TUE 26 - 9 - 2017
 
Date: Nov 20, 2010
National Issues Forums II: Possibilities of Reforming Family Laws in the Arab World

Possibilities of Reforming Family Laws in the Arab World
National Issues Forums II
ANSD/ 2010

Proposal


Family laws or personal status codes in the Arab World are civil codes that regulate marriage, divorce, personal maintenance, paternity, and child custody.

 

They are an integral part of a complex and highly sophisticated system of Islamic jurisprudence known as Shari'a which rests mainly on the Quran as the main source and the Sunna  (Prophet’s Tradition) and Fiqh  as additional sources. Right from the very beginning of Sharia formation significant theological and jurisprudential differences existed not only between Sunni and Shi'a Muslims (the main division between Muslims today), but also among the different schools of thought (known as Madhahib, sing. Madhhab ) of each tradition.


In fact, besides the obvious differences in handling family related  matters between Sunni and Shi'a communities who sometimes co¬exist within the same country (as in Iraq, Bahrain, Lebanon , Saudi Arabia, and Pakistan), different schools and opinions may be followed by the Muslim public within the same country, though probably not formally applied by the courts.

This means that judicial practice may not necessarily be in accordance with the school observed by the majority of the Muslim population in the country. Some Arab North African countries provide a good example on this.

Although many of those countries have inherited the official Ottoman preference for the Hanafi Fiqh School, popular practice goes in according to the Shafi'i or Maliki Schools. In Bahrain and other Gulf states like Oman, Qatar, Saudi Arabia and the United Arab Emirates (UAE) personal status law remains unlegislated.

The shari'a courts in these countries apply classical Islamic personal status laws to Muslims depending on the Islamic sect people may belong to.


To the Arab public, Family Laws remain central to their cultural identity as Arabs and/or religious integrity as Muslims. Yet, with the acceleration of globalization, social change that is taking place all over the Arab World today, the growth of women’s movements, emergence of the international women’s rights agenda (mainly CEDAW ), and the fact that many Arab states have either signed or ratified the CEDAW, reforming Family laws has become a priority in the region. Over the past two decades, demands for amending family laws have grown and experimentations with reforming them have been taking place in many countries, yet, painstaking and difficult; due to their religious and cultural sensitivity of course. 

 

Experimentations have therefore varied in terms of their success and failure. While the Moroccan Madowna (Family Law as amended in 2004) stands as a leading successful example amongst these experiments, other attempt to change or challenge family laws were countered by conservative voices of the Islamists and/ or the Tribal leaders who would rather see the laws untouched (as in Jordan, Yemen, and Egypt).

 

To the latter, Family Laws were the only aspect of Shari'a that has successfully resisted displacement by European codes during the colonial period, and survived various degrees or forms of secularization of the state and its institutions since independence of most Arab countries. (The annexed table illustrates the different aspects of Family Laws in selected Arab States and their reference to the CEDAW).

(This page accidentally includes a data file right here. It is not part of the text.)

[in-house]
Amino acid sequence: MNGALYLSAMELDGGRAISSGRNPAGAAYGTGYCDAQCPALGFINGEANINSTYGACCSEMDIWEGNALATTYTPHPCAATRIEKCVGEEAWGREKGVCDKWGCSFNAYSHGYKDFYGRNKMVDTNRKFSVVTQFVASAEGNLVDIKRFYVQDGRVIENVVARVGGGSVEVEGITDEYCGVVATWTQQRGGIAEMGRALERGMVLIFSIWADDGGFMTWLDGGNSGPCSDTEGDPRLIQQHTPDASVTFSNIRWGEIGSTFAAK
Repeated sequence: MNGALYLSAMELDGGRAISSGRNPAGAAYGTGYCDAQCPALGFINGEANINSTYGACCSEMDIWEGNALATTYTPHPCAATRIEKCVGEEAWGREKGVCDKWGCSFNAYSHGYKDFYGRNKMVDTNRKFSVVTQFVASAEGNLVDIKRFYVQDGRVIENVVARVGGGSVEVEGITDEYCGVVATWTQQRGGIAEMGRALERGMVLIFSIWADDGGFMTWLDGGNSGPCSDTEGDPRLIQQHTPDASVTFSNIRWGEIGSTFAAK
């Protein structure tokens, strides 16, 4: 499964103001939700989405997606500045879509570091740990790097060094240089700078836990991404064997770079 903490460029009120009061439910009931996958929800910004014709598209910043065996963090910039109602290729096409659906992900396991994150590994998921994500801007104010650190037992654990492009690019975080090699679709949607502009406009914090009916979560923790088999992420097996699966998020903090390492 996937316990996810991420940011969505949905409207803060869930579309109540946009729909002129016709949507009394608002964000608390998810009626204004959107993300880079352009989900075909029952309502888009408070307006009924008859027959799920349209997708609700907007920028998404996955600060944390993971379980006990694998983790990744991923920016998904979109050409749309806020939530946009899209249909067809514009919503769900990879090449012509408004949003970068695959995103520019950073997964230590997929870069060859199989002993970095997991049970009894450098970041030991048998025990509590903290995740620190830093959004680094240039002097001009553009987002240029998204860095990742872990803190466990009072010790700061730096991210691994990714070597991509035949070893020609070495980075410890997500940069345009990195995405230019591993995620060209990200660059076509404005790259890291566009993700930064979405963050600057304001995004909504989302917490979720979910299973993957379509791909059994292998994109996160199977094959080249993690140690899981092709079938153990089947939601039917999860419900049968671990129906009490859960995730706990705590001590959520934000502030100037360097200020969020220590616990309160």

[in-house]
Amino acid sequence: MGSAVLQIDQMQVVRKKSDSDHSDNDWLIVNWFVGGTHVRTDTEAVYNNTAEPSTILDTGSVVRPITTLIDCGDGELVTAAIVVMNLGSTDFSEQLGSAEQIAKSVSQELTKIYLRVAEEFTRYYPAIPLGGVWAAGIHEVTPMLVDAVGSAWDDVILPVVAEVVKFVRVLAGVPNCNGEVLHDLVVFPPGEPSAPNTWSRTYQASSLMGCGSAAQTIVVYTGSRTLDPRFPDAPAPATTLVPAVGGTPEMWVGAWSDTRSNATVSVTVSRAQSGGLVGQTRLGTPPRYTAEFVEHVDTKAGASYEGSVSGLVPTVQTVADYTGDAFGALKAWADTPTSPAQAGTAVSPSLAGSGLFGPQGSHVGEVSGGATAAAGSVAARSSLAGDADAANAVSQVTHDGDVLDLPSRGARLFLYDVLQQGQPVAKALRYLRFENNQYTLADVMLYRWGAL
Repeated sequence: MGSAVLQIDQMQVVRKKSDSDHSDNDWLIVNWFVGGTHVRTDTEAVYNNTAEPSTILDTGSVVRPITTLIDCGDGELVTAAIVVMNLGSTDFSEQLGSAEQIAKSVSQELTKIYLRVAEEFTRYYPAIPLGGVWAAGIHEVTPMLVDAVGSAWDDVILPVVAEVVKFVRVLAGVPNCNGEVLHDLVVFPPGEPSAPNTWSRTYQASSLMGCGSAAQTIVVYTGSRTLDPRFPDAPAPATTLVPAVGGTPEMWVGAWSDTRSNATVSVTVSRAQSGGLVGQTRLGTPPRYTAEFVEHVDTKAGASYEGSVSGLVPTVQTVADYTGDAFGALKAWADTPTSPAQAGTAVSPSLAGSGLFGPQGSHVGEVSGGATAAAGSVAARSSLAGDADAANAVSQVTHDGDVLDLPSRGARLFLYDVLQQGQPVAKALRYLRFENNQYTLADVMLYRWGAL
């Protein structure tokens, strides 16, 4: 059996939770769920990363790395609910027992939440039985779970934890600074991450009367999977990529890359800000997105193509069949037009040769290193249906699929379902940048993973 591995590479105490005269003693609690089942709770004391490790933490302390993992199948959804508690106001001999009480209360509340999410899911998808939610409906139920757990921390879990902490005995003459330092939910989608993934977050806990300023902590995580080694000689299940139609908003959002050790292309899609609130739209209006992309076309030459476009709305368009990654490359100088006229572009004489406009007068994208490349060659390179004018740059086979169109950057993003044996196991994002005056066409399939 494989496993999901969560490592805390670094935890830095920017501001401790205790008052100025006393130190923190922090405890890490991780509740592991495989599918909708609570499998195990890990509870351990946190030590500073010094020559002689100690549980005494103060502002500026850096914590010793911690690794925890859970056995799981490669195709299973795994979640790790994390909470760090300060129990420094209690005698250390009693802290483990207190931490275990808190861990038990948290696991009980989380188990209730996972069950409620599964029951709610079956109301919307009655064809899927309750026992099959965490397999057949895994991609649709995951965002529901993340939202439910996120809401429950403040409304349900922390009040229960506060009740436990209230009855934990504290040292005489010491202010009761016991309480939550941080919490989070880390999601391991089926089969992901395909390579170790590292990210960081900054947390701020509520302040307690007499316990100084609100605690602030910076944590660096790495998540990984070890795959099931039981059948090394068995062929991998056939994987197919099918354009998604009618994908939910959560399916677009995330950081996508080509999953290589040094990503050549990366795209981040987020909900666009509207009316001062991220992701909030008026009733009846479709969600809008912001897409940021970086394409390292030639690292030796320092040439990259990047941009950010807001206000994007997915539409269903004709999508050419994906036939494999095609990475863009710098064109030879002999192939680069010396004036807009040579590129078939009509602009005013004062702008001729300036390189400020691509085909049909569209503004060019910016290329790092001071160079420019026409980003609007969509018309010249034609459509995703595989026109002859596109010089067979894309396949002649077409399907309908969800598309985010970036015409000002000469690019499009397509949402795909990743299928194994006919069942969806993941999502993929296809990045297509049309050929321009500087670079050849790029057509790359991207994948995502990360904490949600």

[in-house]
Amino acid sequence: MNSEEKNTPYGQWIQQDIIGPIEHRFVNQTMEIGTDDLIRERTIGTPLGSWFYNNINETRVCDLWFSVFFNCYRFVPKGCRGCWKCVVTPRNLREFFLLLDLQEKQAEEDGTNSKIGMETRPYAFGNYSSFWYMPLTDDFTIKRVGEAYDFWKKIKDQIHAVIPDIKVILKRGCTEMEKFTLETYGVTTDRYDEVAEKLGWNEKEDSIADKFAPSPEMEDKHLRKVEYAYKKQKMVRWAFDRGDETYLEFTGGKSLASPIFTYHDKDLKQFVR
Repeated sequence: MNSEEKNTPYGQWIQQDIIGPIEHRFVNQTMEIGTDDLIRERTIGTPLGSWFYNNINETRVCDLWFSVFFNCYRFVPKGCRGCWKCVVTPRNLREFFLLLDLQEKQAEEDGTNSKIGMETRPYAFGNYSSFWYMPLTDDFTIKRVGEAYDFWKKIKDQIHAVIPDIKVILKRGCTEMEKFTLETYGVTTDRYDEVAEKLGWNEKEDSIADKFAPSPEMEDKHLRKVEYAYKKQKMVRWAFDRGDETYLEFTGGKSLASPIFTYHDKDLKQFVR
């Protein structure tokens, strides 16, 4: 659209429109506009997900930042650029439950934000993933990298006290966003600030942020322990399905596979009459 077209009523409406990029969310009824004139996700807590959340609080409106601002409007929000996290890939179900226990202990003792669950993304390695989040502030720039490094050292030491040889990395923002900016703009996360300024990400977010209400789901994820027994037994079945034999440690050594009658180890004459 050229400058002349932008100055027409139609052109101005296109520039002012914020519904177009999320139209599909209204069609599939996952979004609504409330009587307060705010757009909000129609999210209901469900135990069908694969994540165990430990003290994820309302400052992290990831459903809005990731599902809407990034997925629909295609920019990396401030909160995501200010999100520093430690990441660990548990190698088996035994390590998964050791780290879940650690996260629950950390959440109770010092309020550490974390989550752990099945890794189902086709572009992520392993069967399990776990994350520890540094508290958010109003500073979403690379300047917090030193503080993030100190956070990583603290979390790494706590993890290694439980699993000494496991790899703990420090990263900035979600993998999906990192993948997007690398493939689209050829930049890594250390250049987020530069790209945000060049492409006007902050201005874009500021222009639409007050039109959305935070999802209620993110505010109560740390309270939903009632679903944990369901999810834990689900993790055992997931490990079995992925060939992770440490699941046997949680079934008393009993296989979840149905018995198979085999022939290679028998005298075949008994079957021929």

Consequently, family laws have become a contested ground between conservative and fundamentalist groups, on the one hand, and modernist and liberal groups, on the other. While the former group ascertains family laws as the embodiment of Islam itself, the latter criticize them as outdated, rigid and discriminatory against women. Unfortunately, the cause of a legitimate reform is almost lost in this confrontation with each side refusing to "forfeit" any validity to the other's point of view.


Can anything be done at this stage?

The ANSD believes that reforming Family Laws is essential to the democratization endeavor of the region and that the reform at this level is not only possible but also needed and desired. In our proposed public forums we seek to engage liberals, Islamists, Tribalists, Government official and the general public in an actual theological, legal and political debate about what family reforms need to be made and how they can be achieved in practice in each respective country. The Forums will help identifying problems and critique aspects of the theory and practice of family laws from the point of view of each stake holder. Explicit objectives of Forums include exploring possibilities of generating internal theological, legal as well as political support for family law reforms.

Our Approach


As an initial preparatory step the ANSD will contract a researcher to conduct empirical and theoretical study of family laws theory and practices in the 8- Arab countries represented by the Network. Members of the ANSD will work with research results and start a process of further local explorations on where the public stands on the reforms.

 

Each team will conduct a series of interviews with local non-governmental organizations, jurists, and activists evaluating and disseminating emerging views and reform proposals among relevant constituencies in the region. Third, an issue book will be issued and communicated with the general public in several forums that will be held by the network members in each country.

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